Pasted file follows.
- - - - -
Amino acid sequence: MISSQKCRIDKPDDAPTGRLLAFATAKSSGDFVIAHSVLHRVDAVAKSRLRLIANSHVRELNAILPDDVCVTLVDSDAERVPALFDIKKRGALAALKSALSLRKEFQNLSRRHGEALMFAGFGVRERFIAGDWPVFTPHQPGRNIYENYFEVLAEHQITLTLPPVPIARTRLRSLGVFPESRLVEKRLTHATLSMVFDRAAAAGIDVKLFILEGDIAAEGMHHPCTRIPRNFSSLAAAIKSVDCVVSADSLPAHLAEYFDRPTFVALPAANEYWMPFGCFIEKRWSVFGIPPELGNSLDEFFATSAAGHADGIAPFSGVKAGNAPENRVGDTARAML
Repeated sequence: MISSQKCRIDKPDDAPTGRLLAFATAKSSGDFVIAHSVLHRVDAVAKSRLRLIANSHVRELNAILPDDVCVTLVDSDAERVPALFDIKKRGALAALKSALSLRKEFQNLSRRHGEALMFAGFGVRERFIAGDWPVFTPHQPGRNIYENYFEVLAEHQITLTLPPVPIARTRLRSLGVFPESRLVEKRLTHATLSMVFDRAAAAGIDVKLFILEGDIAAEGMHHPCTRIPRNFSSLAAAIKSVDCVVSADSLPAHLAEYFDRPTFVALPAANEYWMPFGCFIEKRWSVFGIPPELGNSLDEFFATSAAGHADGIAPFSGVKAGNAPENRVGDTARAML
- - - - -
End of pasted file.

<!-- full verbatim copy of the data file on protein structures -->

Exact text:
Amino acid sequence: MISSQKCRIDKPDDAPTGRLLAFATAKSSGDFVIAHSVLHRVDAVAKSRLRLIANSHVRELNAILPDDVCVTLVDSDAERVPALFDIKKRGALAALKSALSLRKEFQNLSRRHGEALMFAGFGVRERFIAGDWPVFTPHQPGRNIYENYFEVLAEHQITLTLPPVPIARTRLRSLGVFPESRLVEKRLTHATLSMVFDRAAAAGIDVKLFILEGDIAAEGMHHPCTRIPRNFSSLAAAIKSVDCVVSADSLPAHLAEYFDRPTFVALPAANEYWMPFGCFIEKRWSVFGIPPELGNSLDEFFATSAAGHADGIAPFSGVKAGNAPENRVGDTARAML
Repeated sequence: MISSQKCRIDKPDDAPTGRLLAFATAKSSGDFVIAHSVLHRVDAVAKSRLRLIANSHVRELNAILPDDVCVTLVDSDAERVPALFDIKKRGALAALKSALSLRKEFQNLSRRHGEALMFAGFGVRERFIAGDWPVFTPHQPGRNIYENYFEVLAEHQITLTLPPVPIARTRLRSLGVFPESRLVEKRLTHATLSMVFDRAAAAGIDVKLFILEGDIAAEGMHHPCTRIPRNFSSLAAAIKSVDCVVSADSLPAHLAEYFDRPTFVALPAANEYWMPFGCFIEKRWSVFGIPPELGNSLDEFFATSAAGHADGIAPFSGVKAGNAPENRVGDTARAML